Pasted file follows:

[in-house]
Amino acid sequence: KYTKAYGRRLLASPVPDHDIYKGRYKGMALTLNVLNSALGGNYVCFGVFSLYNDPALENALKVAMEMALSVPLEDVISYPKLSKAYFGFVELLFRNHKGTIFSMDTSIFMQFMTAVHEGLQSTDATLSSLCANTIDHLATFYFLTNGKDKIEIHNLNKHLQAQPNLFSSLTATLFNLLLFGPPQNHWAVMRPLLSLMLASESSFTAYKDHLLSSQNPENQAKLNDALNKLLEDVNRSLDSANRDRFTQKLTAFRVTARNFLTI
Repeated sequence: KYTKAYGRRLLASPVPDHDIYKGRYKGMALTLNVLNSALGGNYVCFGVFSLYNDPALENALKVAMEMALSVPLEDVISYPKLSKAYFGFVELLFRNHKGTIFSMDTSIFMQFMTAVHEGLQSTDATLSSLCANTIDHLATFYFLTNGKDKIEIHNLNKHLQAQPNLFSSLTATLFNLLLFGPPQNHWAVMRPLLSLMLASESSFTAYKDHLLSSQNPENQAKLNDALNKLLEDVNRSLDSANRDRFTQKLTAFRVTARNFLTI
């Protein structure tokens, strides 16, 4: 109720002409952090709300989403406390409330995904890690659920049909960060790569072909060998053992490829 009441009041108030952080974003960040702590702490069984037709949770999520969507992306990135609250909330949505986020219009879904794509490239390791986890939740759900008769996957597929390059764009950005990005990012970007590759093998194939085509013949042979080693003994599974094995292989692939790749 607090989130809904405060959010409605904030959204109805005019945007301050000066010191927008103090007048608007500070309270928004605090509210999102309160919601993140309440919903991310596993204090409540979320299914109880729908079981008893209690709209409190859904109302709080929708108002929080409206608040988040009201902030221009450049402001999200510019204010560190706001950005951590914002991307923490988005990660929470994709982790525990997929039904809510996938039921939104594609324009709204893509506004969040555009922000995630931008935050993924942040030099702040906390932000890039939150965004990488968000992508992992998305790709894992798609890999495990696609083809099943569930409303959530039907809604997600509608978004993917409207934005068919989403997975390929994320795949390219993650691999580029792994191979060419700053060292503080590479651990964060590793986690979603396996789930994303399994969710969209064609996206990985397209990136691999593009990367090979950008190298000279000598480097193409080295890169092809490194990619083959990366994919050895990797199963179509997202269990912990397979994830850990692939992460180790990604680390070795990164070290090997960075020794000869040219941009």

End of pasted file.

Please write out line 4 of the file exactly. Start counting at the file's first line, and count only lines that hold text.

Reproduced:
């Protein structure tokens, strides 16, 4: 109720002409952090709300989403406390409330995904890690659920049909960060790569072909060998053992490829 009441009041108030952080974003960040702590702490069984037709949770999520969507992306990135609250909330949505986020219009879904794509490239390791986890939740759900008769996957597929390059764009950005990005990012970007590759093998194939085509013949042979080693003994599974094995292989692939790749 607090989130809904405060959010409605904030959204109805005019945007301050000066010191927008103090007048608007500070309270928004605090509210999102309160919601993140309440919903991310596993204090409540979320299914109880729908079981008893209690709209409190859904109302709080929708108002929080409206608040988040009201902030221009450049402001999200510019204010560190706001950005951590914002991307923490988005990660929470994709982790525990997929039904809510996938039921939104594609324009709204893509506004969040555009922000995630931008935050993924942040030099702040906390932000890039939150965004990488968000992508992992998305790709894992798609890999495990696609083809099943569930409303959530039907809604997600509608978004993917409207934005068919989403997975390929994320795949390219993650691999580029792994191979060419700053060292503080590479651990964060590793986690979603396996789930994303399994969710969209064609996206990985397209990136691999593009990367090979950008190298000279000598480097193409080295890169092809490194990619083959990366994919050895990797199963179509997202269990912990397979994830850990692939992460180790990604680390070795990164070290090997960075020794000869040219941009």